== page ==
In part 2 of this series, I wrote about some of the underlying changes that are happening in our world, mobility and immobility and how technology might help us better face the challenges they present to us. How can technology be a part of our life of prayer and mutual support?
As I shared in that post:
“If mobility and immobility are pulling us further apart, can technology bring us closer together? Yes, it can. It will never replace the power of being together. However, it can supplement it. It can make connection possible when it would otherwise be impossible.”
Now, I want to get down to specifics. Let’s start with Live Streaming.
Live Streaming is a technology that allows us to share a live video feed over the internet. This feed can be viewed live on computers, web-enabled televisions, and mobile devices. You can also record it for later viewing.
Years ago very large churches could do something similar by running their services live on local television or recording them and broadcasting them later. This was incredibly expensive. The costs of a broadcast-quality camera and switcher plus the costs of television air-time put this out of reach of all but the largest, well-funded congregations.
Now, through advances in technology, for less than $1000 a church can buy the needed equipment to capture audio and video from a worship service. Services that will “host” the video stream online cost as little as $99 a month. (In fact, with options like Periscope, Google Hangouts, and YouTube it is technically possible to stream with no monthly fee. However, I don’t recommend it, yet.)
On the surface, the idea of someone “watching” a church service on their iPad doesn’t feel like something that would draw us closer. Worship is a communal activity, something we do physically together. But what about when we can’t be together? What if we are far away? What if we aren’t far away but our health or other circumstances prohibit us from physically being in church? Should we just leave people out of the worship of God?
There is a fear that I hear from lay and clergy alike: If we make it easy for people to worship online, they will stop coming to church. My response has two parts.
1. Many of them have already stopped coming to church.
2. If your worship services are as powerful online as they are in person, you might need to work on your worship experience.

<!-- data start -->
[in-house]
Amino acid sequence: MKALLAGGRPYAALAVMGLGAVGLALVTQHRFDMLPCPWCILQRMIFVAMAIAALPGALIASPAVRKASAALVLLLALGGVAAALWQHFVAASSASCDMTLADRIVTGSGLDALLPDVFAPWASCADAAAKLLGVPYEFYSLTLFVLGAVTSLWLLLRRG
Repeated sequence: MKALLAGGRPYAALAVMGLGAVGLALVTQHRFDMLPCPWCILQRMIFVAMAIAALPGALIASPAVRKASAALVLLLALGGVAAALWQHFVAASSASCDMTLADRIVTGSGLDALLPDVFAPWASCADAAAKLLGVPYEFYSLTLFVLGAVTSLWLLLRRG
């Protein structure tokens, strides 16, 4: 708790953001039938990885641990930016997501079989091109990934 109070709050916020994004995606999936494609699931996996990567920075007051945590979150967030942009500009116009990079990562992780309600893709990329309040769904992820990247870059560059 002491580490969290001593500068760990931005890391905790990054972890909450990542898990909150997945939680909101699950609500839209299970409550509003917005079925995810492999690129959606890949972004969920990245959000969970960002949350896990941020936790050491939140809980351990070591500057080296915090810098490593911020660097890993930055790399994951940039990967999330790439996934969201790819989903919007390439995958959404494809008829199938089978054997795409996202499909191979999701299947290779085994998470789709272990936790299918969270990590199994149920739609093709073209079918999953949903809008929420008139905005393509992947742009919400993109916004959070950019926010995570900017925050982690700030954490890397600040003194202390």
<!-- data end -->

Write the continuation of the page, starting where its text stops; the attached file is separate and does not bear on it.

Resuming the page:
To my first point, if our churches were growing, and people were coming to church more often, we might not be having this conversation. It is not that the technology has moved in, and we have to deal with it. It is that we have a problem, and we may be able to leverage technology to help us with it.
To the second point, I am not a huge basketball fan but I live in San Antonio and the Spurs are amazing. When someone offers me tickets, I will drive all the way across the city, walk a mile from my parking spot to the arena, pay five dollars for a soda, all knowing it will take me over an hour to get home due to post-game traffic, just to be there for the game in person. I could just watch it on television. And I will if that is my only option. But there is something about being at the game.
If there isn’t something about church that would make someone want to come instead of watching it on television, we need to re-think church.
So let’s put that aside and think about the value of live-streaming worship services.
For our mobile people – When on vacation, visiting grandkids or travelling for work, people can stay connected to their church. They can experience worship, they can hear the pastor’s teaching. It won’t be the same as being there, but it will be better than completely missing a week.
For our immobile people – Live-streaming may be one of the greatest gifts you can offer them. We have people who used to attend church every single Sunday. Now they can’t. It won’t be the same on their iPad or computer, but it will be more than they would have otherwise.
Live-streaming is not some magic fix for church or Christianity. But it can be a useful tool in our life of prayer and mutual support. Just setting up a live-stream and hitting play may not be enough. In my next post, I am going to write about some practices that may humanize the technology and better leverage it to keep us connected.
Does your church offer live stream? Do you ever take advantage of it? What is the experience like? I would love to hear your view in the comments.